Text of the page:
on a charter to Pemex for one year, with four yearly options. Normand
Rover's Pemex charter was extended by 9 months.
UT745 PSV Far Swan ended her two year charter to BP, heading for dry
dock and will then return to the market to seek work in a variety of markets
both spot and term. The PSV UT755L Far Swift and AHTS UT712 Lady
Astrid should be available ex yard in July with PSV UT755 Lady
Melinda available in September. Both UT722 AHTS
Far Scout and UT722L AHTS Far Grip were still on
current term with Norsk Hydro but their contract for term
AHTS was due to be reviewed, with successful bidders looking to take
up charter in mid August. Petersons also took PSV Far Grimshader for
3 months. Farstad recently completed the buy out of IOS, as reported last
Highland Drummer, an UT755 PSV was chartered to Maersk Oil and Gas
for 28 days for Stena Dee. Meanwhile, return of their PSV UT705 Highland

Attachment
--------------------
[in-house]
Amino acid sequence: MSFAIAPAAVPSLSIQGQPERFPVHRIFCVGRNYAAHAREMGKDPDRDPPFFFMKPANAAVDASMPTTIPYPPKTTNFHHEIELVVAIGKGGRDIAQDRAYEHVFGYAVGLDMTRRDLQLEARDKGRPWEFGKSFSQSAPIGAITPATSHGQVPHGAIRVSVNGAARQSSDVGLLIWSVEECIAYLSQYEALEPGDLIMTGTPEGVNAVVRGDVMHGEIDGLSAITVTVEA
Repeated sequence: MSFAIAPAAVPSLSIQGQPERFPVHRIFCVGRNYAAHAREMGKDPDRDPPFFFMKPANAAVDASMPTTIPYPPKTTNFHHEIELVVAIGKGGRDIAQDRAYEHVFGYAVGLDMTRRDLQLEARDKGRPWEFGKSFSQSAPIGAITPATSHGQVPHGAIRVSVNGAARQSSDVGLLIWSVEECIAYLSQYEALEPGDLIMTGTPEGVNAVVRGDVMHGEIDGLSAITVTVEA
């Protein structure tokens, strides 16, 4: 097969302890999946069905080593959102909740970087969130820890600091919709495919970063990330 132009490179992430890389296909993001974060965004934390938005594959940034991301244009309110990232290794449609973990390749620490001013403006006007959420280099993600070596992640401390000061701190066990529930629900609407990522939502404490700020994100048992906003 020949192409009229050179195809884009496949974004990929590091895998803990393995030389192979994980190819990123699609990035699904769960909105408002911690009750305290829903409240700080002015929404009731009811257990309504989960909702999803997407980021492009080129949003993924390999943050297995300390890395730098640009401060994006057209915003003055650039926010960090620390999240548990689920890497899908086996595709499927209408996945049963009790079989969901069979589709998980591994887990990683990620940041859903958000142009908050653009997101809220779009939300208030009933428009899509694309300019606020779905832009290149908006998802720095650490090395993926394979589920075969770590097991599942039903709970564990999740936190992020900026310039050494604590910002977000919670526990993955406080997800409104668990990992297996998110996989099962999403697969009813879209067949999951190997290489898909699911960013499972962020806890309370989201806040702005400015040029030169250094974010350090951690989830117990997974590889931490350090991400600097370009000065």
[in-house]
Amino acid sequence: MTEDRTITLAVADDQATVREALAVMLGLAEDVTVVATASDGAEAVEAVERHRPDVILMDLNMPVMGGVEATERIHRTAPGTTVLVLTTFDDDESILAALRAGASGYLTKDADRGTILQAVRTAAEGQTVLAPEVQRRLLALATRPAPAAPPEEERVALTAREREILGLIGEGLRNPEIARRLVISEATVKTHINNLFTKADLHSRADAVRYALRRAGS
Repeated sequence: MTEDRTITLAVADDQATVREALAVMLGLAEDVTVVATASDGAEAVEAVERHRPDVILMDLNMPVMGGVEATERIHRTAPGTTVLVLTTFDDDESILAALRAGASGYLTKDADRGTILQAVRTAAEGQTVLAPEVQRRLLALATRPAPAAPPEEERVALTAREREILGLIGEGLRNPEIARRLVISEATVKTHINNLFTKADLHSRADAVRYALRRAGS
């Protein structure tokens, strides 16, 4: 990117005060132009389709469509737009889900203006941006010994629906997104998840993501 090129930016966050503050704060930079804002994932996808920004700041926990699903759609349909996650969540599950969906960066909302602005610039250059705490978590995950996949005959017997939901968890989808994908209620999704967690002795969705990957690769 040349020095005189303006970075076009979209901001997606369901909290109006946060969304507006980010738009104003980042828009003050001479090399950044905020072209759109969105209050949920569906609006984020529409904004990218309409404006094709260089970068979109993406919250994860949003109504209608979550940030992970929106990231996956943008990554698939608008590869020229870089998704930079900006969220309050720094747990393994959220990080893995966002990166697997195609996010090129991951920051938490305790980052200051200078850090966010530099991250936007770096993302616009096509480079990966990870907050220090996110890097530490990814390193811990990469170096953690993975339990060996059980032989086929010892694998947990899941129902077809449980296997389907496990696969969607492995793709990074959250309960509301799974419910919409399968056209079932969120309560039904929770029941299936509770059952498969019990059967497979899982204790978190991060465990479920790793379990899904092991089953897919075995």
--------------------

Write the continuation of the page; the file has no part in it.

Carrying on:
Pride to the market, after 2.5 years with ASCO, was expected to leave
her uncommitted - although reports suggest she may well have an as yet
undetermined charter. The UT755 Safe Truck returned from her
charter to TFE and was then subsequently extended, becoming free in mid May.
UT705 Highland Star, UT745 North Mariner and UT705 MkII
North Vanguard were fixed for work with Allsea's Solitaire - 20
days firm with 50 days daily thereafter. Meanwhile, UT755 Highland Bugler
had her charter by Indian state oil company ONGC extended by a further three
well as GulfMark's three on the Solitaire pipe run, Ostensjo's Edda
Fjord, Olympic's Olympic Orion and the Skandi Marstein are
Star's IMT975 PSV Grampian Surveyor has been confirmed by Sonsub for
Marine's AHTS ME303 MkII Northern Crusader has been confirmed on for
Statoil, fixed to mid June with options for a 2 x 1 month period. Meanwhile,
was extended by Wintershall for 3 months with 4 x 1 week options supporting
operations in the Dutch Sector. Peterson already has the ME202 Northern
Queen until at least October of next year. AHTS Northern Admiral
was fixed for 2 years to Norsk Hydro with Northern Viking on for 2
wells with Venture.
Pacific Offshore's UT720 AHTS's Pacific Banner and Pacific Blade
should now be available on the spot after completing on Goldeneye - but only
for three weeks. They were on with Pacific Warlock working the Castro